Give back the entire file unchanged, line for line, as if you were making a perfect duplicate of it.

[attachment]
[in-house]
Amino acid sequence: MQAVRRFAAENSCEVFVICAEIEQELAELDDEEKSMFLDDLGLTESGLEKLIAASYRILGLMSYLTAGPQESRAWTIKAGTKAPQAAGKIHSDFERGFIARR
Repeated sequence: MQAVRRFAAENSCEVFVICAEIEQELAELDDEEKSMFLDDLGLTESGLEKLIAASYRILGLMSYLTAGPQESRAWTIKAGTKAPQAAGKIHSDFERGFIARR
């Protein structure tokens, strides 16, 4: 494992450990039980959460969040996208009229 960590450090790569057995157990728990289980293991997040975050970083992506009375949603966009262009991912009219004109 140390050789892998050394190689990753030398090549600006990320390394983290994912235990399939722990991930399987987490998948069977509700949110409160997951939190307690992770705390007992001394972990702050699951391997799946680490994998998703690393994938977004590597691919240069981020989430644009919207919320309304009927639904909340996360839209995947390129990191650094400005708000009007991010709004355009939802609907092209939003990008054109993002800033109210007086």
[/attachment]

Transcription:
[in-house]
Amino acid sequence: MQAVRRFAAENSCEVFVICAEIEQELAELDDEEKSMFLDDLGLTESGLEKLIAASYRILGLMSYLTAGPQESRAWTIKAGTKAPQAAGKIHSDFERGFIARR
Repeated sequence: MQAVRRFAAENSCEVFVICAEIEQELAELDDEEKSMFLDDLGLTESGLEKLIAASYRILGLMSYLTAGPQESRAWTIKAGTKAPQAAGKIHSDFERGFIARR
């Protein structure tokens, strides 16, 4: 494992450990039980959460969040996208009229 960590450090790569057995157990728990289980293991997040975050970083992506009375949603966009262009991912009219004109 140390050789892998050394190689990753030398090549600006990320390394983290994912235990399939722990991930399987987490998948069977509700949110409160997951939190307690992770705390007992001394972990702050699951391997799946680490994998998703690393994938977004590597691919240069981020989430644009919207919320309304009927639904909340996360839209995947390129990191650094400005708000009007991010709004355009939802609907092209939003990008054109993002800033109210007086």